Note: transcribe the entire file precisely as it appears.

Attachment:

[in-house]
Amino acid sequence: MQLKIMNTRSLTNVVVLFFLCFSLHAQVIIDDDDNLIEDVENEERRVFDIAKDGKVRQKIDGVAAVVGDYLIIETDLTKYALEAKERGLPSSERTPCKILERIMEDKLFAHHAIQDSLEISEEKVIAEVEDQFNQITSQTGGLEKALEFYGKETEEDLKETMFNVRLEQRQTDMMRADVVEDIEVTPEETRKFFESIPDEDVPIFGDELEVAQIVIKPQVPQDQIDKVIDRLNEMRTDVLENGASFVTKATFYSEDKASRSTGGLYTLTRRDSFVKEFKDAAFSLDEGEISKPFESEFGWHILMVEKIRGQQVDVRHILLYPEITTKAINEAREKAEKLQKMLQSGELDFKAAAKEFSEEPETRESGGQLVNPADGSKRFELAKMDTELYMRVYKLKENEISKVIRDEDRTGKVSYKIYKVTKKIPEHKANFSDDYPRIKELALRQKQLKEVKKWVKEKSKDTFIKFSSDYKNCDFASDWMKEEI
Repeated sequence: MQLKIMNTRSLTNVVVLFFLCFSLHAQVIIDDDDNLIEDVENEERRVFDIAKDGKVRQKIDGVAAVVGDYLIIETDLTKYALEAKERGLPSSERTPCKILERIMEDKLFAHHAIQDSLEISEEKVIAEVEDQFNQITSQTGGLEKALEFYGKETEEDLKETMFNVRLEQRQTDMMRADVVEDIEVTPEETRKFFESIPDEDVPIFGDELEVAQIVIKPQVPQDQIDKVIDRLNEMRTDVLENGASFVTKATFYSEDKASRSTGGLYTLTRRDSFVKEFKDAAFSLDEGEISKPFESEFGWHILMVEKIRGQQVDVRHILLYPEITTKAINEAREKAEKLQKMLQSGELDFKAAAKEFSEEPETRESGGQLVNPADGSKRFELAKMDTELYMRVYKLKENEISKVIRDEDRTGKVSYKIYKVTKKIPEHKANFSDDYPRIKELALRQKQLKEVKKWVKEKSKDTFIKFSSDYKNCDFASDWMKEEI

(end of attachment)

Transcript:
[in-house]
Amino acid sequence: MQLKIMNTRSLTNVVVLFFLCFSLHAQVIIDDDDNLIEDVENEERRVFDIAKDGKVRQKIDGVAAVVGDYLIIETDLTKYALEAKERGLPSSERTPCKILERIMEDKLFAHHAIQDSLEISEEKVIAEVEDQFNQITSQTGGLEKALEFYGKETEEDLKETMFNVRLEQRQTDMMRADVVEDIEVTPEETRKFFESIPDEDVPIFGDELEVAQIVIKPQVPQDQIDKVIDRLNEMRTDVLENGASFVTKATFYSEDKASRSTGGLYTLTRRDSFVKEFKDAAFSLDEGEISKPFESEFGWHILMVEKIRGQQVDVRHILLYPEITTKAINEAREKAEKLQKMLQSGELDFKAAAKEFSEEPETRESGGQLVNPADGSKRFELAKMDTELYMRVYKLKENEISKVIRDEDRTGKVSYKIYKVTKKIPEHKANFSDDYPRIKELALRQKQLKEVKKWVKEKSKDTFIKFSSDYKNCDFASDWMKEEI
Repeated sequence: MQLKIMNTRSLTNVVVLFFLCFSLHAQVIIDDDDNLIEDVENEERRVFDIAKDGKVRQKIDGVAAVVGDYLIIETDLTKYALEAKERGLPSSERTPCKILERIMEDKLFAHHAIQDSLEISEEKVIAEVEDQFNQITSQTGGLEKALEFYGKETEEDLKETMFNVRLEQRQTDMMRADVVEDIEVTPEETRKFFESIPDEDVPIFGDELEVAQIVIKPQVPQDQIDKVIDRLNEMRTDVLENGASFVTKATFYSEDKASRSTGGLYTLTRRDSFVKEFKDAAFSLDEGEISKPFESEFGWHILMVEKIRGQQVDVRHILLYPEITTKAINEAREKAEKLQKMLQSGELDFKAAAKEFSEEPETRESGGQLVNPADGSKRFELAKMDTELYMRVYKLKENEISKVIRDEDRTGKVSYKIYKVTKKIPEHKANFSDDYPRIKELALRQKQLKEVKKWVKEKSKDTFIKFSSDYKNCDFASDWMKEEI